- Views & Opinions
Alan Fulmer wants you to turn off the computer, take a deep breath outside and climb a tree.
“I’m not a tree hugger,” Fulmer said. “I’m a high-tech guy. But trees are what give us oxygen. Trees are important.”
So to help people appreciate nature, Fulmer plans to build a cafe in a wooded spot near Sanford, Florida, where customers can order a cappuccino or latte and then enjoy it in one of the several treehouses among the dozens of live oaks, laurel oaks and pine trees on nearly 4 acres at County Road 46A and Cherry Laurel Drive — a woodsy refuge not far from Interstate 4.
He’s calling his venue The Retreet, where business groups or organizations could hold meetings “up in the trees.”
Plans also show a 100-seat amphitheater, a sculpture garden, a meditation labyrinth and displays of several natural relics he’s acquired over the years — including a small meteorite that fell in Russia, a 20-million-year-old clump of petrified wood and an 11-foot cross section of a 2,600-year-old giant sequoia chopped down in 1952.
“I want people to get in touch with nature,” said Fulmer, who plans to start construction within a year. “My motto is: Drop the screen and get out in the green.”
Fulmer is not an idealistic hippie who would rather live out in the woods wearing tie-dyed shirts and munching on nuts and berries. He calls himself a “semi-retired” tech guy after selling Channel Intelligence Inc. _ the Celebration-based technology company he co-founded _ to Google in 2013. He now lives near Lake Mary with his family.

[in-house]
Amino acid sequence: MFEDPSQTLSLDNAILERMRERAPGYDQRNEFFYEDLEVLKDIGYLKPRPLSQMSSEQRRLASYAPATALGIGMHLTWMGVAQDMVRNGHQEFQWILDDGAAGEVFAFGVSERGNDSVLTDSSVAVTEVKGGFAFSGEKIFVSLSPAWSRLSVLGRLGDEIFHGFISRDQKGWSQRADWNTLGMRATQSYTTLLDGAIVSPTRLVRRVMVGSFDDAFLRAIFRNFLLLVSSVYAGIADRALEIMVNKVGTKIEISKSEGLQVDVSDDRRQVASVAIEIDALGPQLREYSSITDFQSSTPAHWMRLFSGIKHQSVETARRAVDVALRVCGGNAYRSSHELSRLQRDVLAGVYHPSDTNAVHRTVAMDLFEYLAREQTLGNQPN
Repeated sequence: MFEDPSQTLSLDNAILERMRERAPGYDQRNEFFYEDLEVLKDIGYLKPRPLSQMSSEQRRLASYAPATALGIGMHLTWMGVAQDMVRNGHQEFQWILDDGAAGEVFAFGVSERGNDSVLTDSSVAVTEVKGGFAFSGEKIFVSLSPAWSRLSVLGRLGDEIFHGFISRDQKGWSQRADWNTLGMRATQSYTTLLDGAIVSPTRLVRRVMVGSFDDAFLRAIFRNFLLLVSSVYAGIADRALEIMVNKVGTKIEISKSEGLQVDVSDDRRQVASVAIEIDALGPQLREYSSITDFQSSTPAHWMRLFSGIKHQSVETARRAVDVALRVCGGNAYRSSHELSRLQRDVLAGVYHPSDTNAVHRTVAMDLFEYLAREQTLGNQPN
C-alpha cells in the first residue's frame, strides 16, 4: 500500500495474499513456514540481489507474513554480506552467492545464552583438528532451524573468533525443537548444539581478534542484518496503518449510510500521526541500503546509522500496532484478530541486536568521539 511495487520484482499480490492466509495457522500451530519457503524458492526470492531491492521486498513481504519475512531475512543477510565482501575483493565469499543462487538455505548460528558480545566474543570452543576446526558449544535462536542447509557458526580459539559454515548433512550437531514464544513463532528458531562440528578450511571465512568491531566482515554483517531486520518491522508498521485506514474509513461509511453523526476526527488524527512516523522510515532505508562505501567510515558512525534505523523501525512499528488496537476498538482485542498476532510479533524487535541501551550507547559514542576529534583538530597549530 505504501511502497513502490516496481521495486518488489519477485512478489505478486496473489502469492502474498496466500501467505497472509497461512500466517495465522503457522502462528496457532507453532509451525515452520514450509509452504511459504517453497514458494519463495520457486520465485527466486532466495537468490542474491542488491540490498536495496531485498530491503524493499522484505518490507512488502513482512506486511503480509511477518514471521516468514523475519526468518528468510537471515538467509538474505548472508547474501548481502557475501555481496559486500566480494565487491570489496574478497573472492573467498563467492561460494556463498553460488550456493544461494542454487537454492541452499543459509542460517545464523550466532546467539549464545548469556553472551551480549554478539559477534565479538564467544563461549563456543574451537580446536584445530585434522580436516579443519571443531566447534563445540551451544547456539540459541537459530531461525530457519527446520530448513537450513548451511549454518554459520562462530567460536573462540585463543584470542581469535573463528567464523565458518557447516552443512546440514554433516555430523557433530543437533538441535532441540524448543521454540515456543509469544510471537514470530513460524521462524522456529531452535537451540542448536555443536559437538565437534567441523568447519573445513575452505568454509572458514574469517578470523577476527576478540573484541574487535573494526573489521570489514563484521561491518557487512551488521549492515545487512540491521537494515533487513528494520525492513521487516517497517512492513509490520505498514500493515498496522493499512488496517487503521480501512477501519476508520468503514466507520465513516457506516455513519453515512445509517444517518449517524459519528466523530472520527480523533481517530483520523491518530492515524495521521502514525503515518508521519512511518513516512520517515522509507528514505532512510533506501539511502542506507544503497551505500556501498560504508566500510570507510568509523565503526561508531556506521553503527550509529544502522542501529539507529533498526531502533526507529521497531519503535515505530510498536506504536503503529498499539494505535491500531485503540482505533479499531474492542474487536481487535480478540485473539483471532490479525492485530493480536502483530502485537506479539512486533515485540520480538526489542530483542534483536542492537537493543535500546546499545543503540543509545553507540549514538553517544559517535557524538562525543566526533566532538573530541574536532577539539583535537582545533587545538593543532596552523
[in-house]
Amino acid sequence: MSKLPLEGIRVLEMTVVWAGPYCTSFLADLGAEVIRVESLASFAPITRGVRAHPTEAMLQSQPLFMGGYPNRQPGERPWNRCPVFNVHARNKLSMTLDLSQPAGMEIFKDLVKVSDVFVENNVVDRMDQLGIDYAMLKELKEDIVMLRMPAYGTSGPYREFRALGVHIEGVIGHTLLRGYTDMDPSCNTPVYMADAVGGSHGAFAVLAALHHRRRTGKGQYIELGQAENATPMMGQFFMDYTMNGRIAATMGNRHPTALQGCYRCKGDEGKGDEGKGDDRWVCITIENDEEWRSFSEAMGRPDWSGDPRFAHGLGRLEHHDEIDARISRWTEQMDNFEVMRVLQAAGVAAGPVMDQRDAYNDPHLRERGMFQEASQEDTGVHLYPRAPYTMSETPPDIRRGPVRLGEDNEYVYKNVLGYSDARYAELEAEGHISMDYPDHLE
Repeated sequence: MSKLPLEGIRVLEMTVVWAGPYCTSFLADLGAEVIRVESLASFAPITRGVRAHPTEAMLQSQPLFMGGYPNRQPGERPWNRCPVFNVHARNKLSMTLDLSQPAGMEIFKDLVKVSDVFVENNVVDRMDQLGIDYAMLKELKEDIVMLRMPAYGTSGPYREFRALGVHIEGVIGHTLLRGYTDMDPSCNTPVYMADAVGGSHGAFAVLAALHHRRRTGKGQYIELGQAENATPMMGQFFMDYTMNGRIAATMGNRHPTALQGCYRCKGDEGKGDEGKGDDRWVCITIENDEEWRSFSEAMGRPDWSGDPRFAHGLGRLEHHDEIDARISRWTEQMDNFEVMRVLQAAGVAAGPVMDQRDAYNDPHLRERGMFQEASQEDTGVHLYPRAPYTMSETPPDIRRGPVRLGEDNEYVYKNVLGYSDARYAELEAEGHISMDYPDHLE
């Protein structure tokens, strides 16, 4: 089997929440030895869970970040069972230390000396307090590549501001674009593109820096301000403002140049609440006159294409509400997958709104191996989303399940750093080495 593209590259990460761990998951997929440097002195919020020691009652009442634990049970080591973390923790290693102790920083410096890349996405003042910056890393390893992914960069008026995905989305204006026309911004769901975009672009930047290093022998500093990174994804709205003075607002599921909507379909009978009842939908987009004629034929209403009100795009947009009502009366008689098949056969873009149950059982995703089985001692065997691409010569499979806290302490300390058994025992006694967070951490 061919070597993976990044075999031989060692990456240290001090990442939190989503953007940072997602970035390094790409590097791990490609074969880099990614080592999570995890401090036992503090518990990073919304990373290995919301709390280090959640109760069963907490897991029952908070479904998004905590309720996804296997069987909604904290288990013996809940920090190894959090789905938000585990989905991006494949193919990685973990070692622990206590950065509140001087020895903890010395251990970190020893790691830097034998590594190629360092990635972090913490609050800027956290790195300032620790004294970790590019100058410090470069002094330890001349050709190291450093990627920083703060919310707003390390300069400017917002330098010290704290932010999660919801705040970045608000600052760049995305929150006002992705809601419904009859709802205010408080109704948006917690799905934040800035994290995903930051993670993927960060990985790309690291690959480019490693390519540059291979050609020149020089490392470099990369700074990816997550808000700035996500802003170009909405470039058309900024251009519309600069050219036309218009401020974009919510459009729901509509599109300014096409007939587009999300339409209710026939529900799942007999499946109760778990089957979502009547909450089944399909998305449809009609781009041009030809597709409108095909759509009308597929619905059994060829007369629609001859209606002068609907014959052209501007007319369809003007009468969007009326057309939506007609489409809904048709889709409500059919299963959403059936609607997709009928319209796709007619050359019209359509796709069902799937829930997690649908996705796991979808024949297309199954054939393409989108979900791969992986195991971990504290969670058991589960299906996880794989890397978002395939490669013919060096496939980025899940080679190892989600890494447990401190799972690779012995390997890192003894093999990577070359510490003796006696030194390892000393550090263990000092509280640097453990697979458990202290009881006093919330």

He figures it will cost about $1 million to build The Retreet. He recently submitted preliminary design plans with Seminole County, and is now looking to annex into Sanford for utility services.
Russell Gibson, Sanford’s director of planning and development services, said he had not yet seen Fulmer’s plans. However, the annexation and approval process could take several weeks to complete.
Fulmer, 57, came up with the idea for The Retreet after reading an EPA report that said the average American spends 93 percent of their day indoors, whether it’s in the home, at the office or in a car.
“This is a trend that must be reversed,” Fulmer said, “not just for the general health and well-being of people. But also to make people more aware of nature, of their environment and the planet on which they live.”
If people spend more time in the outdoors and among trees, they would become more concerned about climate change and other environmental issues, he said.
Plans call for treehouses to be large enough to accommodate at least 20 people, partially supported by trees and connected by elevated wooden walkways. To reach the treehouses, customers would use ramps or elevators. Along with coffee, the cafe would offer a menu of desserts, hot and cold drinks plus beer and wine.
Customers would sip their beverage amid the sounds and smells of mother nature.
“I want to get people outside, not only for their health’s sake,” he said, “but for the planet’s.”